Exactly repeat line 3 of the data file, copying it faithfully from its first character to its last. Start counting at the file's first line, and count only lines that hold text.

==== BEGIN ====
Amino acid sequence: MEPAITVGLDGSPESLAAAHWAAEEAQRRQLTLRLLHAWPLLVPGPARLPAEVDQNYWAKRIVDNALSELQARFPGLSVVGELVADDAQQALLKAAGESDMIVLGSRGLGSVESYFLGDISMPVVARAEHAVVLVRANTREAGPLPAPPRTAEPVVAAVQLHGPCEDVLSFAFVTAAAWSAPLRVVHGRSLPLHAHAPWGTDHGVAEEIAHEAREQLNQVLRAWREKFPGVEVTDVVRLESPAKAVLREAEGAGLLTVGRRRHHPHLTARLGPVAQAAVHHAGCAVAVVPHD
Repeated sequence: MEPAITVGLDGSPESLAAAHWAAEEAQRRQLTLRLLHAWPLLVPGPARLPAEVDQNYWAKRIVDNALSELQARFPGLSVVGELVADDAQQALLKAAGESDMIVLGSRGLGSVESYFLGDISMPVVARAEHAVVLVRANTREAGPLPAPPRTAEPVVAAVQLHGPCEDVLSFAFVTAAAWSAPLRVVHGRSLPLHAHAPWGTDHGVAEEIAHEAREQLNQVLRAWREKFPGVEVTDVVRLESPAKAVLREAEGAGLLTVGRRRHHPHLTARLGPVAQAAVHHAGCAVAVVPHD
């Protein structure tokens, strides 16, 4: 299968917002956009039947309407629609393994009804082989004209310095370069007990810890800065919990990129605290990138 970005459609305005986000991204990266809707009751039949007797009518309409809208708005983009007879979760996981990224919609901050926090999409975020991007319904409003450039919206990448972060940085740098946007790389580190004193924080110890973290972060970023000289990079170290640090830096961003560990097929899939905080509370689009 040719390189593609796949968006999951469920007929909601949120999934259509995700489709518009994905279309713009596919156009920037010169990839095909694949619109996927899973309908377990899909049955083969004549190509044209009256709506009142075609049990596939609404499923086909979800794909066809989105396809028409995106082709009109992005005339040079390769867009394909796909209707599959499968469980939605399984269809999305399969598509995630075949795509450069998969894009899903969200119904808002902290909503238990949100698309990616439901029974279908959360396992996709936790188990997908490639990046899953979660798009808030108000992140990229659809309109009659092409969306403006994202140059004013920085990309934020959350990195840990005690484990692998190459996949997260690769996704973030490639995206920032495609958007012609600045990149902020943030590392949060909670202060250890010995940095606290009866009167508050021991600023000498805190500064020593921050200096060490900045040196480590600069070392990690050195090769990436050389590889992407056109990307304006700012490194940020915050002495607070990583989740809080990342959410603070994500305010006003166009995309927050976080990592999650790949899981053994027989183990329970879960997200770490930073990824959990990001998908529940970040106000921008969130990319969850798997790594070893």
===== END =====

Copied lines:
């Protein structure tokens, strides 16, 4: 299968917002956009039947309407629609393994009804082989004209310095370069007990810890800065919990990129605290990138 970005459609305005986000991204990266809707009751039949007797009518309409809208708005983009007879979760996981990224919609901050926090999409975020991007319904409003450039919206990448972060940085740098946007790389580190004193924080110890973290972060970023000289990079170290640090830096961003560990097929899939905080509370689009 040719390189593609796949968006999951469920007929909601949120999934259509995700489709518009994905279309713009596919156009920037010169990839095909694949619109996927899973309908377990899909049955083969004549190509044209009256709506009142075609049990596939609404499923086909979800794909066809989105396809028409995106082709009109992005005339040079390769867009394909796909209707599959499968469980939605399984269809999305399969598509995630075949795509450069998969894009899903969200119904808002902290909503238990949100698309990616439901029974279908959360396992996709936790188990997908490639990046899953979660798009808030108000992140990229659809309109009659092409969306403006994202140059004013920085990309934020959350990195840990005690484990692998190459996949997260690769996704973030490639995206920032495609958007012609600045990149902020943030590392949060909670202060250890010995940095606290009866009167508050021991600023000498805190500064020593921050200096060490900045040196480590600069070392990690050195090769990436050389590889992407056109990307304006700012490194940020915050002495607070990583989740809080990342959410603070994500305010006003166009995309927050976080990592999650790949899981053994027989183990329970879960997200770490930073990824959990990001998908529940970040106000921008969130990319969850798997790594070893």